Typically it takes a taxpayer 1-4 months to prepare the Offer in Compromise forms along with their accompanying documentation. You can also get the help of a tax debt attorney to prepare the documentation for the IRS. After the documentation the IRS takes approximately 1-2 years (13-18 months) to process and evaluate the Offer in Compromise. Finally, it takes 1-3 months to finalize the offer and arrange the payment options. If the arrangements are properly done necessary tax debt help will be provided by IRS to clear your tax debts.

Therefore, anyone making an Offer in Compromise for tax debt settlement should be prepared, and continue to pay on their debt in accordance with their Offer in Compromise.

Getting your Offer in Compromise accepted

Each year, the IRS approves only a small number of the Offers in Compromise it receives. In 2004, for example, the IRS only approved 16% of the offers submitted to it. In order to increase your chances of getting tax debt help from IRS and getting your Offer in Compromise accepted, you should:

  • Be honest with the IRS. Don’t conceal assets or purposefully misreport your income in order to get a better deal. If you need help filling out the forms, get help from a tax debt attorney. He can understand your case better and provide the proper tax debt relief options.
  • Complete and submit all the backup documentation you can. The more information the IRS has, the better your chances are of getting your offer accepted.
  • Make sure you make payments in accordance with your Offer in Compromise in full and on time while your offer is being processed.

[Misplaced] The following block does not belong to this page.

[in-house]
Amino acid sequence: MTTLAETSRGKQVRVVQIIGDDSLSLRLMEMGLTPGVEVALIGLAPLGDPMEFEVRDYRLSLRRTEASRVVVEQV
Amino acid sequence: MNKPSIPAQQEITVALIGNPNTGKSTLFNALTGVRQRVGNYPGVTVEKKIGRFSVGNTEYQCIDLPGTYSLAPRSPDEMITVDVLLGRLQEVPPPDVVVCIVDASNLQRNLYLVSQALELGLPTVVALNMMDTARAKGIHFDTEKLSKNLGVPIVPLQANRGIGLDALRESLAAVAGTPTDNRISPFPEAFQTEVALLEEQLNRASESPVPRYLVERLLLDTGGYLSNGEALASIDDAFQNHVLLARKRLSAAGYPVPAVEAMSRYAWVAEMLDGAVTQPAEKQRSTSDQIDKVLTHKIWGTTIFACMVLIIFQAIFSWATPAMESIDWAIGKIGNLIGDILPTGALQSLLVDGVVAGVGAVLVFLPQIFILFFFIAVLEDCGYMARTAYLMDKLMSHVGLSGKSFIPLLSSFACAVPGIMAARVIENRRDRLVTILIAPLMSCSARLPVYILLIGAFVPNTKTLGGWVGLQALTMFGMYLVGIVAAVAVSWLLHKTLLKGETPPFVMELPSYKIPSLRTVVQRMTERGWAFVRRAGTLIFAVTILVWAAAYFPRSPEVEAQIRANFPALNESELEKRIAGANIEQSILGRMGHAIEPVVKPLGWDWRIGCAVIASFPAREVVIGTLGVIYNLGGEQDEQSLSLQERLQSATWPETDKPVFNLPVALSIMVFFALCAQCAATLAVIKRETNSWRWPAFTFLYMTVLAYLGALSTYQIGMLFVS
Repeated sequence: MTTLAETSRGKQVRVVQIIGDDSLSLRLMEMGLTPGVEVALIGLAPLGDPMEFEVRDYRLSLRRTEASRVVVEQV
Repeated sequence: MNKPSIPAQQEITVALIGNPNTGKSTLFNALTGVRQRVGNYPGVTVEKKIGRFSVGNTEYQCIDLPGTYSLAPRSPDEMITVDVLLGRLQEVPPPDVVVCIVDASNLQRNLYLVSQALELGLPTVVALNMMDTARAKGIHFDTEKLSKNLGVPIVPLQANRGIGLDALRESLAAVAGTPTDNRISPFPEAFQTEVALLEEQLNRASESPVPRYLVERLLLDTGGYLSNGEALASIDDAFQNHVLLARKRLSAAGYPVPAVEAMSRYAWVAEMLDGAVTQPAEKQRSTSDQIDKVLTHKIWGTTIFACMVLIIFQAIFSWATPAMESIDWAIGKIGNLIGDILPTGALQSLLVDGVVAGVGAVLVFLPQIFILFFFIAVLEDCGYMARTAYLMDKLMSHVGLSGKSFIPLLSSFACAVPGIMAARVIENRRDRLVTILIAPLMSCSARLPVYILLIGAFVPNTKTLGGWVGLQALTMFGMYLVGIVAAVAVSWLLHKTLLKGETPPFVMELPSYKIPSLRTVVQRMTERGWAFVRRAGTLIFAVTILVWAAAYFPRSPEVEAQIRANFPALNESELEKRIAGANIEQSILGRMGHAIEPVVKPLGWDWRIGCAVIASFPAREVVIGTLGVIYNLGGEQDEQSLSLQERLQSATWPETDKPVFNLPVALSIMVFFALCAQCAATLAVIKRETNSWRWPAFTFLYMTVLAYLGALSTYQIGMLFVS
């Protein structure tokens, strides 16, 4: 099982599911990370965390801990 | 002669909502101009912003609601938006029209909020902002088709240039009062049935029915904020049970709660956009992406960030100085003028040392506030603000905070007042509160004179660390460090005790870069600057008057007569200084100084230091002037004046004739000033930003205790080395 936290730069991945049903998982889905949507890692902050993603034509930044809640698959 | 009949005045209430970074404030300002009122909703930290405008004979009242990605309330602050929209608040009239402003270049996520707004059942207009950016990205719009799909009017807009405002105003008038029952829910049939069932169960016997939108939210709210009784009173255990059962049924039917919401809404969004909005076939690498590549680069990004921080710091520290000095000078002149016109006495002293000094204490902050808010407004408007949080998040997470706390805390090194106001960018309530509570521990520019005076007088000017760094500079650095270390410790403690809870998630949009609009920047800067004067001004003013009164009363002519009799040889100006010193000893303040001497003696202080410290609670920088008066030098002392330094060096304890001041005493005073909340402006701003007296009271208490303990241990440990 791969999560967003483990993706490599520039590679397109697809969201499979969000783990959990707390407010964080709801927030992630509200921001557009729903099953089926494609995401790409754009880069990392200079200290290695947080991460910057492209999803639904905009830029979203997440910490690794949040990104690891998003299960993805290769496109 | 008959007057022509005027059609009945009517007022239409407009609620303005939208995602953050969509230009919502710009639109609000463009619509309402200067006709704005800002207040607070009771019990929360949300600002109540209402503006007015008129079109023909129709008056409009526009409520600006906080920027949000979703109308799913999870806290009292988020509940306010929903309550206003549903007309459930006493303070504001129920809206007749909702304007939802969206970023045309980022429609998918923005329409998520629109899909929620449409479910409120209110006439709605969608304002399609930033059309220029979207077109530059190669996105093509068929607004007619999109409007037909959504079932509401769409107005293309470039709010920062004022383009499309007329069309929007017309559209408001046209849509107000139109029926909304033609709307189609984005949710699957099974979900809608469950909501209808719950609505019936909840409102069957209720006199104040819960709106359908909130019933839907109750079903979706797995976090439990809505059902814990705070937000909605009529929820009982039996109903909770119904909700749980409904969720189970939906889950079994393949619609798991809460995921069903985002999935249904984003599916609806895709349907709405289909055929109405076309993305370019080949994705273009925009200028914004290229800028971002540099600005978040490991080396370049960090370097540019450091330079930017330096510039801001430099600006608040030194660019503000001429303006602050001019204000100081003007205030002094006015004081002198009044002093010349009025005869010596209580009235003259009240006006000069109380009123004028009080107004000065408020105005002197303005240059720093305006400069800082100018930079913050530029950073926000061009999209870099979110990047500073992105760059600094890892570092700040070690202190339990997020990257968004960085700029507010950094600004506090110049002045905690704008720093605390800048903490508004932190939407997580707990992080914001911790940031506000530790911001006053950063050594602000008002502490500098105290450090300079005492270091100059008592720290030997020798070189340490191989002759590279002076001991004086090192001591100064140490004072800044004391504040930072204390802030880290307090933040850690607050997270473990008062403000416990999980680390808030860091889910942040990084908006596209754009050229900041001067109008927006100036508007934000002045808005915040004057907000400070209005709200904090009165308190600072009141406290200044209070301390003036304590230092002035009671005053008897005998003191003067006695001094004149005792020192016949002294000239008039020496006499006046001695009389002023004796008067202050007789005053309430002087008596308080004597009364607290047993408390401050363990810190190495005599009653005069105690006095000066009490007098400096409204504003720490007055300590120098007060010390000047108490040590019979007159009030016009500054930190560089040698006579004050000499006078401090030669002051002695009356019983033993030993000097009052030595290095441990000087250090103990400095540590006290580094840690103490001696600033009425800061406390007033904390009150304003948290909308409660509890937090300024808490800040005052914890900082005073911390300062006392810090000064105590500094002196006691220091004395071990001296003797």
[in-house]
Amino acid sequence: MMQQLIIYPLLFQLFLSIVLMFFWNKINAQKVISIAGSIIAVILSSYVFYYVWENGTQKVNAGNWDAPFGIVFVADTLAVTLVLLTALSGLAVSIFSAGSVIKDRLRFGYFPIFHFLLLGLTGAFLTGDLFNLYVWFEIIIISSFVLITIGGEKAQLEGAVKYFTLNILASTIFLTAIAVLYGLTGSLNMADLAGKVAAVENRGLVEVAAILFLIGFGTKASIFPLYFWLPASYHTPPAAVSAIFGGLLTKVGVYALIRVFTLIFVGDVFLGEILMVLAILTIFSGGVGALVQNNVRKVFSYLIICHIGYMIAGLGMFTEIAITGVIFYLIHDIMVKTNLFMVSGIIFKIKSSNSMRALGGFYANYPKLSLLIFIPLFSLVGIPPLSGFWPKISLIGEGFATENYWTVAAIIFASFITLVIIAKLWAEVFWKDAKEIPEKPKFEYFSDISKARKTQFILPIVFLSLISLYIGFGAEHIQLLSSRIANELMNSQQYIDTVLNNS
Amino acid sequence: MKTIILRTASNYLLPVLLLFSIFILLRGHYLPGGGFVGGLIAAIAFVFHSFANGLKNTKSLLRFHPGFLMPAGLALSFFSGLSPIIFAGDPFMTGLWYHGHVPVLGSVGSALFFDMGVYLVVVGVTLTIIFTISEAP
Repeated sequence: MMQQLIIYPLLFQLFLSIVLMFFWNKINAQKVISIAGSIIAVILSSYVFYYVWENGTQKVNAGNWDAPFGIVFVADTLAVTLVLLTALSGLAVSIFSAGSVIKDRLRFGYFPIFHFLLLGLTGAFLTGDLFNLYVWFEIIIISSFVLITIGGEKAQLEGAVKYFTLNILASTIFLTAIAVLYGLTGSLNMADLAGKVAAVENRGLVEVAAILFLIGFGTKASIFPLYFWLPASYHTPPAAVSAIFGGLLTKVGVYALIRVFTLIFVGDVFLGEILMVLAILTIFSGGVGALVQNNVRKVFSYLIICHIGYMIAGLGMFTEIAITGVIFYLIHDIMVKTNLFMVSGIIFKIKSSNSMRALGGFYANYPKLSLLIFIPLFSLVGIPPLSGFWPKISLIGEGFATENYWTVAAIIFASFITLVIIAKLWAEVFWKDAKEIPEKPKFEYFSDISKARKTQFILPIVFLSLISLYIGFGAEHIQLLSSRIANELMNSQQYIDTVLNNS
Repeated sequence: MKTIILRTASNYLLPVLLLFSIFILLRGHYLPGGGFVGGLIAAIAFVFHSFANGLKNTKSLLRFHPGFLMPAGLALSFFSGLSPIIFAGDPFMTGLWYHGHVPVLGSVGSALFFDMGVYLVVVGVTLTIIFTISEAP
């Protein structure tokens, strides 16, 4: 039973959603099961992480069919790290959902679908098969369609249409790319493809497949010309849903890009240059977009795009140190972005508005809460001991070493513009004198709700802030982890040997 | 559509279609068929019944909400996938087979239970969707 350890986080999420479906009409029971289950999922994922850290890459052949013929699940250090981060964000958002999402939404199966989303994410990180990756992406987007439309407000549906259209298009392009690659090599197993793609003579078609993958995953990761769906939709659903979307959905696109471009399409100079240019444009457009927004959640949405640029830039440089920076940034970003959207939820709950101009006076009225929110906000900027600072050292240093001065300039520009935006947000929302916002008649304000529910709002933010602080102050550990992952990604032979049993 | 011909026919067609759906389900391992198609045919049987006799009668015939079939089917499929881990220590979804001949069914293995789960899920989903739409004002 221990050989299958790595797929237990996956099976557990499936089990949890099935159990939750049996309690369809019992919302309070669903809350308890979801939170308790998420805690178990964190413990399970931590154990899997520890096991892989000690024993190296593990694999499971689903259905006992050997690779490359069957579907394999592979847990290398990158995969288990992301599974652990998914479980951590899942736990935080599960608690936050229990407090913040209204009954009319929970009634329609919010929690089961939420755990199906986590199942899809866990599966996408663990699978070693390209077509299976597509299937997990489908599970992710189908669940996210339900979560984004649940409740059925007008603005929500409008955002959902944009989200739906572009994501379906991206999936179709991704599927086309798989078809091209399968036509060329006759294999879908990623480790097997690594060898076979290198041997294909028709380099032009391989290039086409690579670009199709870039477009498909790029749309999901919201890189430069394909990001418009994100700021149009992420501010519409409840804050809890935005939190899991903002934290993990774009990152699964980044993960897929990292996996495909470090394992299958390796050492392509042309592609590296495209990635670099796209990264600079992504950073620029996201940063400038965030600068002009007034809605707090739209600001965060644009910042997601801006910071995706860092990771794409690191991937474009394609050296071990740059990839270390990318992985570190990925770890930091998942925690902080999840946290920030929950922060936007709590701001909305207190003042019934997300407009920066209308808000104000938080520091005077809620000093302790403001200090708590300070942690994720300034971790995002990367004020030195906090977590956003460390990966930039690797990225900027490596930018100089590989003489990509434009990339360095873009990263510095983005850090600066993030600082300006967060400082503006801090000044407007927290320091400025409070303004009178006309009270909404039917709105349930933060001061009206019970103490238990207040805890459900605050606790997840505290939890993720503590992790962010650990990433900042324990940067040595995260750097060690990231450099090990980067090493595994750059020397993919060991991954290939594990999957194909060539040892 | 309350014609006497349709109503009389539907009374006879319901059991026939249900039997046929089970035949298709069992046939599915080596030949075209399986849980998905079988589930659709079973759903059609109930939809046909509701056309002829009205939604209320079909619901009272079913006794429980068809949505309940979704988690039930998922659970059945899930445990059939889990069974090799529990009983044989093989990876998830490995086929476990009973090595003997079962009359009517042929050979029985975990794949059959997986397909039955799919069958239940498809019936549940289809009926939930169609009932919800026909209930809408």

Other options to pay delinquent taxes

The IRS offers a number of payment plans and installment agreements for tax debt settlement to tax payers. If you owe more than $25,000 in combined taxes, penalties and interest you will need to fill out Form 433-F Collection Information Statement, as well as the Request for Installment Agreement, Form 9465.

If you have not received a bill from the IRS for the current tax year, the IRS allows you to use an online payment agreement to establish an installment plan for the current year. You can also use the online payment agreement form if you have less than $25,000 or less in taxes, penalties, and interest. The terms and legal agreements can be clarified from the IRS tax debt attorney if needed.

For more on payment and installment plans, you can visit the IRS’s website at

Working with a Settlement Firm

An experienced debt settlement firm has all the resources to ensure that your Offer in Compromise is complete and accurate, improving your chances of getting proper tax debt help and also your Offer in Compromise accepted by the IRS. When choosing a debt settlement company, you should:

  • Make sure that the debt settlement company is reputable before you go for tax debt settlement with the company. Check their Better Business Bureau accreditation, success stories, and prior client testimonials.
  • Do not enroll with any company that offers to help you pay “pennies on the dollar”. Some of the American tax debt relief companies sometimes spread false traps to extract more. The IRS has published consumer alert warnings that companies making these offers have taken advantage of consumers in the past. The companies make false promises to settle tax debt by charging huge fees to help you out when they know the offer will not be accepted.
  • Do not enroll with a company that only offers to help you with tax debt settlement through Offers in Compromise. The IRS will generally accept an Offer in Compromise after all of the other options to pay your tax obligations have been exhausted. They know well that there are other options of obtaining tax debt relief as well. Therefore, you should choose a company who can help you with payment plans, installments as well as Offers in Compromise.